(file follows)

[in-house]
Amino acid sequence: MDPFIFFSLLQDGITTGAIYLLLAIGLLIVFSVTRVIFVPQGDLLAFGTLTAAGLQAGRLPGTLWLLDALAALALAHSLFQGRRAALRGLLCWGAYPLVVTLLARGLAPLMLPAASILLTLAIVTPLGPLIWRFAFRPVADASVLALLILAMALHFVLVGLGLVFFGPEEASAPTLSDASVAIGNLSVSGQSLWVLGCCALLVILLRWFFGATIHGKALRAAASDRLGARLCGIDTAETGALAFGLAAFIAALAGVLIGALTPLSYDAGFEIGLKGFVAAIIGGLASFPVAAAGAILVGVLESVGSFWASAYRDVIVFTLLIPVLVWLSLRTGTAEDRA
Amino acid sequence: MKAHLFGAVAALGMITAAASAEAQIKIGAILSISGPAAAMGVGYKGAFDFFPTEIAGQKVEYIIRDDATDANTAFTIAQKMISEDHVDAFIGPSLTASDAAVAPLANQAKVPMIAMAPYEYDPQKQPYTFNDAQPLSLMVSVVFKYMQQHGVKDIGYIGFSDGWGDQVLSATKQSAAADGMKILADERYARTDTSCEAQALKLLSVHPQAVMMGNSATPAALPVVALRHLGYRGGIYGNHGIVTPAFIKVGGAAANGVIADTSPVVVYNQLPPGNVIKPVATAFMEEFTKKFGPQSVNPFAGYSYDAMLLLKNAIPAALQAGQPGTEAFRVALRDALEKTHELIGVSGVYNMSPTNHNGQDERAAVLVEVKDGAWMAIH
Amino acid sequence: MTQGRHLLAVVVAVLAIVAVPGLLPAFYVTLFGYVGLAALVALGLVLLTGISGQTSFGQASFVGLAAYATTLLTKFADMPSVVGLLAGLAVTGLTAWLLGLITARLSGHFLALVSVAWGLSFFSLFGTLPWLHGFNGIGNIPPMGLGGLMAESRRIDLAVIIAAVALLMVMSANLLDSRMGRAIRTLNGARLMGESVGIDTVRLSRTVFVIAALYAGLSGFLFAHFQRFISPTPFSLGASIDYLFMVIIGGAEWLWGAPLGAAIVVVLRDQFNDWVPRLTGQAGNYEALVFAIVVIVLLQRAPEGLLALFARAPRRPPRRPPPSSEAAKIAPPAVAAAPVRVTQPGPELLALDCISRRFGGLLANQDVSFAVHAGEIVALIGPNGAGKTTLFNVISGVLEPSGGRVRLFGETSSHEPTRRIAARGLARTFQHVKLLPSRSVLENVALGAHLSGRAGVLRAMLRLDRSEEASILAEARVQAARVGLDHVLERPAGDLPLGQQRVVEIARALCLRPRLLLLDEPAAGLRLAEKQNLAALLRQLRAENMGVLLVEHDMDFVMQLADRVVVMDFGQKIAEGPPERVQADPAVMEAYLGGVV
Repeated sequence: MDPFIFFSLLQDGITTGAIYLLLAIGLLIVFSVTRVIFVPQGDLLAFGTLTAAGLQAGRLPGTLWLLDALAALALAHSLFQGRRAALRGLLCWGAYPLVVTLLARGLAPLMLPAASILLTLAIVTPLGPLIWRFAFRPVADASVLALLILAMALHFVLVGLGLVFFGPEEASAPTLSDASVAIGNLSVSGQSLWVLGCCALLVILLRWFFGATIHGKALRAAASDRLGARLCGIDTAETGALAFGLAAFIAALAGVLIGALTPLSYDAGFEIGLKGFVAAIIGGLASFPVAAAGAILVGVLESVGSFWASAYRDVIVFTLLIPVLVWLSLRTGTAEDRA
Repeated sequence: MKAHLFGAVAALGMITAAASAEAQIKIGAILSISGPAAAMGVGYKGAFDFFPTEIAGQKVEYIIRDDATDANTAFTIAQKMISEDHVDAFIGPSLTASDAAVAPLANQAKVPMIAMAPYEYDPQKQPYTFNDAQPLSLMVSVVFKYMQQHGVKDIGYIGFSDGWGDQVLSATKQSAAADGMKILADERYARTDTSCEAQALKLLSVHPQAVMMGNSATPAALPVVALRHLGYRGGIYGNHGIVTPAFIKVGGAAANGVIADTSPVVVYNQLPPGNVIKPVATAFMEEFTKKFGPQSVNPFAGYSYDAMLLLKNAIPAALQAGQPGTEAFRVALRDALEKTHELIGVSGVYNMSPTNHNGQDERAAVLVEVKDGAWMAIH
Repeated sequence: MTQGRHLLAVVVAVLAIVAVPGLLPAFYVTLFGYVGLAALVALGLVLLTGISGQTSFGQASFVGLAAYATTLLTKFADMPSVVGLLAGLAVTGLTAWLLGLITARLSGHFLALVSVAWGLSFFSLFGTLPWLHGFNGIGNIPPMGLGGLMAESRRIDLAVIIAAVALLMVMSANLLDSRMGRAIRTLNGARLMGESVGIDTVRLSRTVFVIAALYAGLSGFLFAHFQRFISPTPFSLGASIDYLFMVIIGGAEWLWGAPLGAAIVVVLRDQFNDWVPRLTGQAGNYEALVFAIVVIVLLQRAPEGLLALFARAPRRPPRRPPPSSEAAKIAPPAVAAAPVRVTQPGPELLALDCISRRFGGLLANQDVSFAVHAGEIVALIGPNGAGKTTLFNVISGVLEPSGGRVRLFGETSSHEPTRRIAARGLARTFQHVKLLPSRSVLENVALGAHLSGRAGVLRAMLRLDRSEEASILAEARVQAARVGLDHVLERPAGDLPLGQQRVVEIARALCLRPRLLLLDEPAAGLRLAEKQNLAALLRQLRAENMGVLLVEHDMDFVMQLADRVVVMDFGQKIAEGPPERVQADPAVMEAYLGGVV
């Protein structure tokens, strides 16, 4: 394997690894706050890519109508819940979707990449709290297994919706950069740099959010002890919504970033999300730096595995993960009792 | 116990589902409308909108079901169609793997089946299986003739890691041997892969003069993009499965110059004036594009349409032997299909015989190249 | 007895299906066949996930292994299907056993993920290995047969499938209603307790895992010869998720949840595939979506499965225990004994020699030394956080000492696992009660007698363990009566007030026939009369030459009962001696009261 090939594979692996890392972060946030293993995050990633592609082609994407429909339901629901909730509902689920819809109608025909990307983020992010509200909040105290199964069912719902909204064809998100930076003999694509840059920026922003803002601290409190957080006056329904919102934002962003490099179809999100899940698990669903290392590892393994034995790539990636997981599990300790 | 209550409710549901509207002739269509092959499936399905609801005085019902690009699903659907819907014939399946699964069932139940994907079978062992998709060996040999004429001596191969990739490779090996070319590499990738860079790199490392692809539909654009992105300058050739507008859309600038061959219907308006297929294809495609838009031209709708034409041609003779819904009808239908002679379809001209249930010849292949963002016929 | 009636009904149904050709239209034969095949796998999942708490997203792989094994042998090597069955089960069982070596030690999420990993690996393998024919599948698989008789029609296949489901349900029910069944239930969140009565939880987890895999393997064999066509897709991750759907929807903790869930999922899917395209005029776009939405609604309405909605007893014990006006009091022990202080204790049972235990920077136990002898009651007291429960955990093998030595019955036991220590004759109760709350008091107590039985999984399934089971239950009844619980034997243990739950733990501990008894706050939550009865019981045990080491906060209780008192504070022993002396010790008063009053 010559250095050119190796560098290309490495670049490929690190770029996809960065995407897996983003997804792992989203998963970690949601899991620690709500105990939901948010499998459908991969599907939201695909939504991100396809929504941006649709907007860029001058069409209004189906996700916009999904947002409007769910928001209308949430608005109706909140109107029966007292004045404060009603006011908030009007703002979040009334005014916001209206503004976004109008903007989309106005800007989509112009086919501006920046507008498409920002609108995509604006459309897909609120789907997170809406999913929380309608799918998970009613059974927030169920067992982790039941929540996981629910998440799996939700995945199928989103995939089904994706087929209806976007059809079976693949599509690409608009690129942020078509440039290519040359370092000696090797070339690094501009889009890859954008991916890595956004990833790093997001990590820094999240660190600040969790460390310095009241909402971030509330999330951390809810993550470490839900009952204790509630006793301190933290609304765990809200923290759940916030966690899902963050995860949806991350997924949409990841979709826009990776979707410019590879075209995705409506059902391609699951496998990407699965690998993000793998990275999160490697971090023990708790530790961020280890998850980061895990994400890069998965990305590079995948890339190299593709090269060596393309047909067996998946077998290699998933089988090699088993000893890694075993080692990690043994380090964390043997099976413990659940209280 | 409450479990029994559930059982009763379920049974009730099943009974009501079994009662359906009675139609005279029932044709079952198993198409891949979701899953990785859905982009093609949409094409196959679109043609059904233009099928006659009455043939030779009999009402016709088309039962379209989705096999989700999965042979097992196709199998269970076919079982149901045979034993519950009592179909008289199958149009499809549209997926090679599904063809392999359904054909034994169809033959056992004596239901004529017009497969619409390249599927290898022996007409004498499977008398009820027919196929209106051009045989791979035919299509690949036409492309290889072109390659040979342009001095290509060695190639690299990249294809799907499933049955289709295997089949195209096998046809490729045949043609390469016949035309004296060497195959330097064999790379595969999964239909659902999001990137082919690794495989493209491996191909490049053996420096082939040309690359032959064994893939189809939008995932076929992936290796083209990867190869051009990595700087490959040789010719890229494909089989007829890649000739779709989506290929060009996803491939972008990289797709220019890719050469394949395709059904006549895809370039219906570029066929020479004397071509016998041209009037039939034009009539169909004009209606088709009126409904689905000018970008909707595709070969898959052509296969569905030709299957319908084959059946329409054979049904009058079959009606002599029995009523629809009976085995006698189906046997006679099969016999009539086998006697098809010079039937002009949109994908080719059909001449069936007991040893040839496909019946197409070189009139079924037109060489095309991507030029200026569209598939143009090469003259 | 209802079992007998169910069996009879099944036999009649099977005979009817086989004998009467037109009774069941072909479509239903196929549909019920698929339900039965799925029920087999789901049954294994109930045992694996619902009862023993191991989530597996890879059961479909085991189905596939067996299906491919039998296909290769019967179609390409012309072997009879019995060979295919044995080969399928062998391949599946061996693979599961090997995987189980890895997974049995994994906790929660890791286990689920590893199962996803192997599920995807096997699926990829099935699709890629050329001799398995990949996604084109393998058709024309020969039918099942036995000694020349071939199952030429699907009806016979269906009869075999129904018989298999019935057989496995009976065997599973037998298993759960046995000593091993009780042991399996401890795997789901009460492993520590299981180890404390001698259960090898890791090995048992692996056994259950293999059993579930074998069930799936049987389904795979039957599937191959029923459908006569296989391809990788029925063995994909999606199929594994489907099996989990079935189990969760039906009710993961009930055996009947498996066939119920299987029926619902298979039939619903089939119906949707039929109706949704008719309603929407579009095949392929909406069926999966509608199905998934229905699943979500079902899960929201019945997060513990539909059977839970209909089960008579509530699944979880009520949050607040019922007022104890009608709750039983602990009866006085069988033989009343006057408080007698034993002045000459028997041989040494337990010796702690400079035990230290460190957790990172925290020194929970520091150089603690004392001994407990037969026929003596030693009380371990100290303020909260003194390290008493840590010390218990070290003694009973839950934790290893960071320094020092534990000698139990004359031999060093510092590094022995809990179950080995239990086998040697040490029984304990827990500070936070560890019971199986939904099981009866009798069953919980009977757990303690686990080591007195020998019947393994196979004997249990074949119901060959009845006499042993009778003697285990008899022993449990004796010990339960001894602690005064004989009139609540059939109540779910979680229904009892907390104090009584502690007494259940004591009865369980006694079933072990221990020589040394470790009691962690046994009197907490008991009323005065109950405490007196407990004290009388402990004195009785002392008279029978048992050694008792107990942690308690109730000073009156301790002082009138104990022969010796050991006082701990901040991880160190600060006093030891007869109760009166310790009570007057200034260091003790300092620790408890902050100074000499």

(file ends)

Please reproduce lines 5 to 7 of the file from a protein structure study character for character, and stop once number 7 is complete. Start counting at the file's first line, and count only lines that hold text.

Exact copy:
Repeated sequence: MDPFIFFSLLQDGITTGAIYLLLAIGLLIVFSVTRVIFVPQGDLLAFGTLTAAGLQAGRLPGTLWLLDALAALALAHSLFQGRRAALRGLLCWGAYPLVVTLLARGLAPLMLPAASILLTLAIVTPLGPLIWRFAFRPVADASVLALLILAMALHFVLVGLGLVFFGPEEASAPTLSDASVAIGNLSVSGQSLWVLGCCALLVILLRWFFGATIHGKALRAAASDRLGARLCGIDTAETGALAFGLAAFIAALAGVLIGALTPLSYDAGFEIGLKGFVAAIIGGLASFPVAAAGAILVGVLESVGSFWASAYRDVIVFTLLIPVLVWLSLRTGTAEDRA
Repeated sequence: MKAHLFGAVAALGMITAAASAEAQIKIGAILSISGPAAAMGVGYKGAFDFFPTEIAGQKVEYIIRDDATDANTAFTIAQKMISEDHVDAFIGPSLTASDAAVAPLANQAKVPMIAMAPYEYDPQKQPYTFNDAQPLSLMVSVVFKYMQQHGVKDIGYIGFSDGWGDQVLSATKQSAAADGMKILADERYARTDTSCEAQALKLLSVHPQAVMMGNSATPAALPVVALRHLGYRGGIYGNHGIVTPAFIKVGGAAANGVIADTSPVVVYNQLPPGNVIKPVATAFMEEFTKKFGPQSVNPFAGYSYDAMLLLKNAIPAALQAGQPGTEAFRVALRDALEKTHELIGVSGVYNMSPTNHNGQDERAAVLVEVKDGAWMAIH
Repeated sequence: MTQGRHLLAVVVAVLAIVAVPGLLPAFYVTLFGYVGLAALVALGLVLLTGISGQTSFGQASFVGLAAYATTLLTKFADMPSVVGLLAGLAVTGLTAWLLGLITARLSGHFLALVSVAWGLSFFSLFGTLPWLHGFNGIGNIPPMGLGGLMAESRRIDLAVIIAAVALLMVMSANLLDSRMGRAIRTLNGARLMGESVGIDTVRLSRTVFVIAALYAGLSGFLFAHFQRFISPTPFSLGASIDYLFMVIIGGAEWLWGAPLGAAIVVVLRDQFNDWVPRLTGQAGNYEALVFAIVVIVLLQRAPEGLLALFARAPRRPPRRPPPSSEAAKIAPPAVAAAPVRVTQPGPELLALDCISRRFGGLLANQDVSFAVHAGEIVALIGPNGAGKTTLFNVISGVLEPSGGRVRLFGETSSHEPTRRIAARGLARTFQHVKLLPSRSVLENVALGAHLSGRAGVLRAMLRLDRSEEASILAEARVQAARVGLDHVLERPAGDLPLGQQRVVEIARALCLRPRLLLLDEPAAGLRLAEKQNLAALLRQLRAENMGVLLVEHDMDFVMQLADRVVVMDFGQKIAEGPPERVQADPAVMEAYLGGVV